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Positive Impact Tourism

Introduction

Positive Impact Tourism (or P.I.T) is an underlying philosophy in all tours operated by our company. iExplore Vietnam Travel believes that the trips that we operate should adhere to some basic social and environmental principles. We aim to minimize our impact on the environment and maximize respectful interaction with the local people and culture.

For travelers it’s about being culturally and environmentally sensitive in a way that gives you a deeper understanding of a place and its people – and guarantees you’ll have a wonderful trip.

What Can You Do?

By following these guidelines you will not only have a richer cultural experience but minimize the impact on the communities and environment we visit.

Before you go.

The more you understand Vietnam, the more you will appreciate it while you are there.

When packing you bags, consider:

Vietnam has a waste management problem and as such, leave excess packaging at homes, use rechargeable batteries and biodegradable toiletries whenever possible.

Vietnam is also a conservative country and dresses as such. Short shorts or skirts, low cut tops and figure revealing clothing is not considered respectful (especially in rural areas or places of worship). Bringing along plenty of light loose clothing that covers your limbs will not only protect you from the sun and insects, but will also mean that you will be more readily accepted by the locals.

Leave expensive jewelry at home. Not only does this attract thieves, but it is a reminder of the wealth gap between rich and poor countries.

While in the country:

Local Culture and customs:

Meeting and interacting with the locals will probably be a highlight of your trip and iExplore Vietnam Travel aims to give you many opportunities for positive cultural exchange. However, just like in your own country respect, open mindedness and consideration are required. In rural areas don’t be surprised if you are also treated as an object of curiosity.
Put yourselves in the shoes of the local people and remember that at times it is easy to judge based on your own culture and expectations. Also please bear in mind:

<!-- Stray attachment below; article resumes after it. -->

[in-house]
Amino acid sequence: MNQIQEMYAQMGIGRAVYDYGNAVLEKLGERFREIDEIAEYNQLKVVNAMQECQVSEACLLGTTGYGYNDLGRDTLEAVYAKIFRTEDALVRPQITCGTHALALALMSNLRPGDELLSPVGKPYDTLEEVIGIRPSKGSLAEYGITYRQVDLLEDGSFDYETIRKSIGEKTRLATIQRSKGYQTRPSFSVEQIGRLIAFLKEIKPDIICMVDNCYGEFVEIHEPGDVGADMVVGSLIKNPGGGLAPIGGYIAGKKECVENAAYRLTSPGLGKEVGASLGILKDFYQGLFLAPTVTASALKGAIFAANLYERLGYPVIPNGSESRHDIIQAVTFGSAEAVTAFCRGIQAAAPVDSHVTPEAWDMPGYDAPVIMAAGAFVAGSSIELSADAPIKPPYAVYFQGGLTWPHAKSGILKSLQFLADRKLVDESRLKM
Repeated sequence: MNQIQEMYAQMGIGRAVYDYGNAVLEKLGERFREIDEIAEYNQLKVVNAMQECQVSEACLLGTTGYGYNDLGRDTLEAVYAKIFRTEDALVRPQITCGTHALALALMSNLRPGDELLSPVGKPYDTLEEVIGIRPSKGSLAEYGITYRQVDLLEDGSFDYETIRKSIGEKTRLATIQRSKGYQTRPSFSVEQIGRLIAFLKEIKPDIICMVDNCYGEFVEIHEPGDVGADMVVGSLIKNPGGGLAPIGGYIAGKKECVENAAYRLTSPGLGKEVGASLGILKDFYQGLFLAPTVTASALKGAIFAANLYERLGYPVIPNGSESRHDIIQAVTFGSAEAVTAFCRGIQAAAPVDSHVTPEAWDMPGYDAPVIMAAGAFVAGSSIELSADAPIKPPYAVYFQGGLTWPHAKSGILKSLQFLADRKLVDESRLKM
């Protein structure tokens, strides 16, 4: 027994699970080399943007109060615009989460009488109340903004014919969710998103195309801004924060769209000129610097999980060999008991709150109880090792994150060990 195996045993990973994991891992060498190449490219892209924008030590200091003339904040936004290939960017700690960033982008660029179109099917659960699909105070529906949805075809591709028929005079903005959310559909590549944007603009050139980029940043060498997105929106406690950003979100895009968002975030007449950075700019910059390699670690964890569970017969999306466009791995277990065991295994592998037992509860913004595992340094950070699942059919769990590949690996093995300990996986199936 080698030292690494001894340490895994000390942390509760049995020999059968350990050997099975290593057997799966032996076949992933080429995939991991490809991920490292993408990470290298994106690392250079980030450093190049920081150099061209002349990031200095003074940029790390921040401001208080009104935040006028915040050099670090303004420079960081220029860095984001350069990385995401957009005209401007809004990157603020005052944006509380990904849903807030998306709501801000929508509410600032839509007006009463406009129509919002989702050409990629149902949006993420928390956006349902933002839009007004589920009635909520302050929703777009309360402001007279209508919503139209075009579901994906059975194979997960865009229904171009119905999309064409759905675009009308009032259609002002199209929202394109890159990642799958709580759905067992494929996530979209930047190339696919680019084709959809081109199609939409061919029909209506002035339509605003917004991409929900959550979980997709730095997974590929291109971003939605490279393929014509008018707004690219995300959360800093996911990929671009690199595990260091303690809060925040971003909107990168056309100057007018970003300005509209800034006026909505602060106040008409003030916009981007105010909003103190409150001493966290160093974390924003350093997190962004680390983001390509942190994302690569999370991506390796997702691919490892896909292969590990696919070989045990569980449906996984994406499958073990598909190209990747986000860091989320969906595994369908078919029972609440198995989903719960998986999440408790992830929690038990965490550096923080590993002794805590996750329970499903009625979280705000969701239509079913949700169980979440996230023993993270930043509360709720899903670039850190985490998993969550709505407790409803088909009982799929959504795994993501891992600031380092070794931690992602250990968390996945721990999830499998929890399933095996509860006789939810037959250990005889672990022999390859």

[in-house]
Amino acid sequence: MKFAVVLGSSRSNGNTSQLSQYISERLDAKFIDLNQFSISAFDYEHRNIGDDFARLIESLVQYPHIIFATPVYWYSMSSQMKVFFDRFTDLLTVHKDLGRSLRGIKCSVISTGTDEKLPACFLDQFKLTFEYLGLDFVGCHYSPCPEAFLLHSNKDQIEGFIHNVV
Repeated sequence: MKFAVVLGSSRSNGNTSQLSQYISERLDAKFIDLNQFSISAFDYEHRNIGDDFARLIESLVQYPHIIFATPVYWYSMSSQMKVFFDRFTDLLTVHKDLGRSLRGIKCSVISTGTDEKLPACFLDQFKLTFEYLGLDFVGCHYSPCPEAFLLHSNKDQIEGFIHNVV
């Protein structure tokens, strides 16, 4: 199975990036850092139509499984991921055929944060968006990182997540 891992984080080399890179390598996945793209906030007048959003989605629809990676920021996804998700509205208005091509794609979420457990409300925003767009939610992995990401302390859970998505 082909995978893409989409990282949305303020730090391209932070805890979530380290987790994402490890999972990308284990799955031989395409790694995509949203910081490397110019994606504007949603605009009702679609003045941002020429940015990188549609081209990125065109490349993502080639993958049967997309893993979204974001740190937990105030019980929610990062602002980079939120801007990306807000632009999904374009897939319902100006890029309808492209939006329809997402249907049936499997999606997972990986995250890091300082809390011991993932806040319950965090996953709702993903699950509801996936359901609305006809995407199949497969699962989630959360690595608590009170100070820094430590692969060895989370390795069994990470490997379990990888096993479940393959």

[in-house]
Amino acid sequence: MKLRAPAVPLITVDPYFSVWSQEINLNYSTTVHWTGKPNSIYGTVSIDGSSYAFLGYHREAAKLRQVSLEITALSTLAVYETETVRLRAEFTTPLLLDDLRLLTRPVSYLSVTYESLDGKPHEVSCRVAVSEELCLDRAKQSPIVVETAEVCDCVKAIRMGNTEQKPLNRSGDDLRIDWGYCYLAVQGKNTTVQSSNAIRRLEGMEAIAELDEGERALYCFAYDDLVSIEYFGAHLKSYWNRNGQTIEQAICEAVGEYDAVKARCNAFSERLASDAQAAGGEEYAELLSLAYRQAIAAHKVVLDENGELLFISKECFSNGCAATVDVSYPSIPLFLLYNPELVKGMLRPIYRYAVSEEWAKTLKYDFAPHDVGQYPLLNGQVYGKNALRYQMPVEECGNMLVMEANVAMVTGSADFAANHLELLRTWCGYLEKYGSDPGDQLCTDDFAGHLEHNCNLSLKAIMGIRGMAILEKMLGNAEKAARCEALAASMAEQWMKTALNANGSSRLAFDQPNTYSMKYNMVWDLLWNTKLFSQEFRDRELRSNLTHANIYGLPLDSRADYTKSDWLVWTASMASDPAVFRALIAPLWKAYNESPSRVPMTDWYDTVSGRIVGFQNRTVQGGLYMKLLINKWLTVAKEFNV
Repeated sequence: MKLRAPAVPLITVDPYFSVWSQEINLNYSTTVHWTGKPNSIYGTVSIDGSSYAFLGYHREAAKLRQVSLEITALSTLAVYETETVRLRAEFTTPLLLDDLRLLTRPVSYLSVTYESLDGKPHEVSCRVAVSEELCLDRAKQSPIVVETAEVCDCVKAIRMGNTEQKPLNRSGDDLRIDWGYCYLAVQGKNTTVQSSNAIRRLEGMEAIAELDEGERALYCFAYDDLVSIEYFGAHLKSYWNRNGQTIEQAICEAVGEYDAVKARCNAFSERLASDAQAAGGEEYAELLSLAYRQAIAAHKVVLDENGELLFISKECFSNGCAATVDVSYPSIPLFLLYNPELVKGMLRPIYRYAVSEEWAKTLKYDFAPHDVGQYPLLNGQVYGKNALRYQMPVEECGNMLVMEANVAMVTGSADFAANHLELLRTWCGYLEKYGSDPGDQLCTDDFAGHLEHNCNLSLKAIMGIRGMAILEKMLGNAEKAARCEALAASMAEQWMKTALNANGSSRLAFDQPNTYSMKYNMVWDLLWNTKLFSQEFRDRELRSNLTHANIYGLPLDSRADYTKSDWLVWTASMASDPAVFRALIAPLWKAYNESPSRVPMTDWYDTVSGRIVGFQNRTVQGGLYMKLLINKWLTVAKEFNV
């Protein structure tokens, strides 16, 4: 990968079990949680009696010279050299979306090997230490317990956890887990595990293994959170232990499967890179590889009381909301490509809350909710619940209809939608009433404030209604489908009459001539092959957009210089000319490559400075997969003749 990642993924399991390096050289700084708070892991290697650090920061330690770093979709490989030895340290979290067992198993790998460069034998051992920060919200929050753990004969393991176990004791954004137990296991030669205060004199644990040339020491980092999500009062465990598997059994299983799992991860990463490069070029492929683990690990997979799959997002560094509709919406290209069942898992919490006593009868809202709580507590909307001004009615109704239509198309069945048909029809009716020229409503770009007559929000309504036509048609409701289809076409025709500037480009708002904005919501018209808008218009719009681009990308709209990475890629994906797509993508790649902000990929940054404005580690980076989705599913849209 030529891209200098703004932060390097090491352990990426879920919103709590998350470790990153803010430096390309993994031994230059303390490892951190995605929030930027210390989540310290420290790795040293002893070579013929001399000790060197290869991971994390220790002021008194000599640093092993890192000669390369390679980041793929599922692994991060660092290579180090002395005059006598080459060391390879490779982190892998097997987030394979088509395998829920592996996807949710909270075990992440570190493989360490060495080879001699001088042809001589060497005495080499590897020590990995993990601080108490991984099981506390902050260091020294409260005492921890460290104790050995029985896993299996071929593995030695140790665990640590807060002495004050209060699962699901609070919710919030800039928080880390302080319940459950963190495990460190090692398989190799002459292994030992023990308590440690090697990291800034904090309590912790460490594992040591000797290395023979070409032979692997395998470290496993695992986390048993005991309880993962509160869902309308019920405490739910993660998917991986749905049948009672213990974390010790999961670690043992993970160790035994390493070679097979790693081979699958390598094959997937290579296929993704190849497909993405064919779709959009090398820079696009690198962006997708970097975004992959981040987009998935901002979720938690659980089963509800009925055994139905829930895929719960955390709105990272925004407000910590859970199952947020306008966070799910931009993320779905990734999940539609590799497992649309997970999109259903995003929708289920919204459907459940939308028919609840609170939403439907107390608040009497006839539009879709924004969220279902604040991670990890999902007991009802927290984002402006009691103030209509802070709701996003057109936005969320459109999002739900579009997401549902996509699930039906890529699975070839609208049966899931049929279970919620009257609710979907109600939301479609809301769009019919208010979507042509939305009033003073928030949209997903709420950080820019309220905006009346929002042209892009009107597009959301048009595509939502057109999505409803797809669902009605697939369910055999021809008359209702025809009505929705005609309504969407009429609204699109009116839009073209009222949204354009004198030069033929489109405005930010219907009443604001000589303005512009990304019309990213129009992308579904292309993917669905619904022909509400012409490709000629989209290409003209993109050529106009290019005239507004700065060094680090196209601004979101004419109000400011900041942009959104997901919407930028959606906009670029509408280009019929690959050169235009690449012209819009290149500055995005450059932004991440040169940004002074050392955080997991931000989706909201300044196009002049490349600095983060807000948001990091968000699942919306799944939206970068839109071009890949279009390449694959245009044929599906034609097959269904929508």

You are guests in a country and try to behave with a certain amount of respect for the host country as you would expect from others if they came to your community. Do as the locals do. Vietnam often seems to run on a different concept to time than you are familiar. Patience, good humour and a go with the flow attitude is required!

Keep an open mind. You do things differently at home

Don’t be too quick to generalize. One experience of being overcharged for a souvenir does not mean all vendors are scam artists.

Be ready for lots of personal questions! Questions about marital status, age and job are not considered out of bounds topics’ and are the normal way in which a conversation is started by the locals. We suggest you use this to your benefit to start your own conversation with a local person.

Showing affection in public is also considered frowned upon. Hugging, kissing and even holding hands between members of the opposite sex is frowned upon and causes embarrassment to much of society.

Showing anger and frustration is considered a big faux-pas in most Asian countries. It does not work and only makes the situation worse. Try to remain calm on the outside at all times.
– Please be considerate of the local customs.

Being dressed inappropriately can often cause offense. Wearing low cut tops, short shirts and deliberately figure-hugging clothes especially in rural areas or places of worship is considered offensive. Men should always wear a shirt in public. Swimwear for local bathing places will often needs to be in the form of shorts and a T-shirt rather than a bikini. Take your cue from the local people.

Please respect private property (including land) and be prepared to pay for any damage that you may cause. This is particularly the case while trekking where weather conditions may lead to damage of crops (while trekking through rice terraces for example) and be aware that your guide may deliberately keep you away from a particular place to limit potential damage (for example rice terraces in wet weather)